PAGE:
Back to the iPhone

Almost 11 years ago I wrote a blog post about selling my first generation iPhone. I was unhappy with it for two reasons. The first, pragmatic reason, was that interfacing with my Linux computer was more or less impossible. The second, more philosophical reason, was the closedness of the platform. I really didn’t like the fact that Apple had the final say in what I could run on my own device. After that I’ve used an OpenMoko, Nokia’s Linux-based N9 MeeGo phone, and various Android phones, including the Fairphone 1 and 2. Just a week ago I bought an iPhone again, an iPhone 8 refurbished by the Finnish company Swappie. So what has changed in those 11 years?

First, on the practical side, interfacing with Linux has gotten a bit better thanks to libimobiledevice maturing. At least I can backup my photos now, which is the main thing I need. Also, in the last decade, smart phones have become much more independent devices. We don’t need computers anymore to update and keep our phone synchronised. Most people rely on cloud services for synchronisation, and there are things like Nextcloud for us who don’t trust third parties to host their data.

What about my philosophical concerns? Apple and iOS certainly hasn’t changed a bit, it’s as closed as ever. The problem really is how the rest of the industry has changed.

Living outside the big two

I’ve basically tried to live outside the two big ecosystems, Apple and Google. Unfortunately this is becoming increasingly difficult in today’s world. There’s not a single killer, but more like death by a thousand cuts. Many conveniences, and even public services, increasingly rely on the ability to install apps from one of the major app stores. Many friends have been annoyed when they can’t pay money to me via one of the convenient apps, but have to do a regular bank transfer. The COVID-19 contact tracing app is another one that would be very nice to have, especially now as society is slowly opening up, yet there is still some risk of exposure. None of these are critical, but the inconveniences do add up day after day.

Why not Android?

OK, so why not Google’s Android if I’m going to pick one of the two major platforms? I’ve always liked Android because of its openness, in fact my previous phone was a Fairphone 2 running Fairphone Open, which is a version of Android minus the Google parts. Unfortunately the new Fairphone 3 no longer supports the Open variant. My suspicion is that this has something to do with the fact that Google is very aggressive about companies not offering non-Google versions of Android. Several unofficial community versions of Android do exist for Fairphone 3, but if I buy a new expensive phone I want to be sure that my operating system of choice is really supported for a long time. To be clear, I don’t blame Fairphone at all for this. I’m sure they have done their best given the circumstances and considering that the market for non-Google phones is probably miniscule.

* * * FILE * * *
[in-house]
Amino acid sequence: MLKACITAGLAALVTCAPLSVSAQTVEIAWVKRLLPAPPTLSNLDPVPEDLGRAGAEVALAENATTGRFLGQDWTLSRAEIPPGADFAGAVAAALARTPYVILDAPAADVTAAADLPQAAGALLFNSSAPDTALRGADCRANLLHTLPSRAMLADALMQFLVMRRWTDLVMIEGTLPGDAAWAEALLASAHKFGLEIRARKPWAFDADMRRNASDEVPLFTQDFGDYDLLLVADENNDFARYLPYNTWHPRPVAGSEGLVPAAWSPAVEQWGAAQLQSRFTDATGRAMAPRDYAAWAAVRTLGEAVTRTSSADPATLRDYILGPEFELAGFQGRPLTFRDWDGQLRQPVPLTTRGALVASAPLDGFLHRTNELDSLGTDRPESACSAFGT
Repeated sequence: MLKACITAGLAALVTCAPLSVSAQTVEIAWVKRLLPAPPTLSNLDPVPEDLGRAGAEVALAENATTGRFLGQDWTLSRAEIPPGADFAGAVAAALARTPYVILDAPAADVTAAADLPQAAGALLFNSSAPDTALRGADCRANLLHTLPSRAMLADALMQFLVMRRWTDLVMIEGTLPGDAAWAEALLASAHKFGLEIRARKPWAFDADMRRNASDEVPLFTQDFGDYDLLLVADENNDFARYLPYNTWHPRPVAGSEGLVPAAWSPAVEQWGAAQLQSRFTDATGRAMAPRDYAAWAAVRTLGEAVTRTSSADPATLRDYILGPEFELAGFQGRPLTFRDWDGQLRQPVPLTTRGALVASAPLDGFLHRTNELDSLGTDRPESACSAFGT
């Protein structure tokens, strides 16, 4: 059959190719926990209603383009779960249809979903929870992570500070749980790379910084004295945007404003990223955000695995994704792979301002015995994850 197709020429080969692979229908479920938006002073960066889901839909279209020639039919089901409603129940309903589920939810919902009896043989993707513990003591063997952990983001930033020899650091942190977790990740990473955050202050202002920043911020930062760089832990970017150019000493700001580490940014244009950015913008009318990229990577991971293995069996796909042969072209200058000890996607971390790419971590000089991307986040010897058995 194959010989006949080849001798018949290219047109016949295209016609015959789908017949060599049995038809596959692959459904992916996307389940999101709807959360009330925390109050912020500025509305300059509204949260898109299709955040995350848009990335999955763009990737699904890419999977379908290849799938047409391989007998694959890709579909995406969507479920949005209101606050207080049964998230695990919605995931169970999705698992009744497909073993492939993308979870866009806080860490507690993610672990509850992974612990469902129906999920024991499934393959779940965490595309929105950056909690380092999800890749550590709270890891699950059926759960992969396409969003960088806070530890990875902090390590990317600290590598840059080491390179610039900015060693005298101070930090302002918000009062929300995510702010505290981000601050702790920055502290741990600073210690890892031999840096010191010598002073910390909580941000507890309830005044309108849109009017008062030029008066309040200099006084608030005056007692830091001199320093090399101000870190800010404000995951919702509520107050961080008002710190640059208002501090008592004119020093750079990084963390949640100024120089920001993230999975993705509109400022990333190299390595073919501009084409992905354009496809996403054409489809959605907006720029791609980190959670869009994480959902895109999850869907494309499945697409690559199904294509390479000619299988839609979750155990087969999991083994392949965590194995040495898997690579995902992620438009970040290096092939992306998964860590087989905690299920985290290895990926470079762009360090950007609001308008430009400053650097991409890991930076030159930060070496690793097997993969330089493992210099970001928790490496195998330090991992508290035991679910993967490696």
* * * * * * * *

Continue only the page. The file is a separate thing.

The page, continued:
Unfortunately, despite its origins, Google’s Android isn’t that open anymore. Google had been continuously moving previously open source parts into proprietary Google-branded versions, and third party apps are increasingly dependent on Google Play Services. Unfortunately Google seems to moving in the direction of trying to collect as much data as possible on its users (see my previous blog post on Surveillance capitalism). In fact, Google’s business model is to sell ads based on tracking people, they don’t make any money on Android directly. In contrast, Apple actually makes the majority of their money from selling actual hardware, and they at least appear to be taking privacy more seriously than Google. Of course, as Apple’s software is closed, we can only take their word for it, but nevertheless their incentives aren’t directly aligned with maximising the amount of data they collect on their users. In a market economy companies tend to act according to their market incentives, never mind what the PR message might happen to be.

What about wanting to control my own devices?

I still consider myself a supporter of free and open source software, however I feel that the fight for free software in the mobile space has essentially been lost. Fortunately, the situation on the desktop/laptop side looks much better. I’ve been a Linux-only user for over a decade and I haven’t had any similar issues as on the mobile side. In my (admittedly geeky) workplace, Linux is quite common, both on laptops and on servers.

Finally, my own interest in developing software for mobile devices has waned. I typically don’t use my phone that much, and I try to reduce my usage even further, as phone usage tends to degenerate into a purposeless mind numbing activity. I try to view the phone more like an appliance than a computer. The less “computing” I do with it, the closer this (admittedly fragile) view is to being true.

Being an activist, going against the grain, is exhausting. You have to pick your battles, and I think it’s time for me to move to another front.

Posted by Mats Sjöberg.

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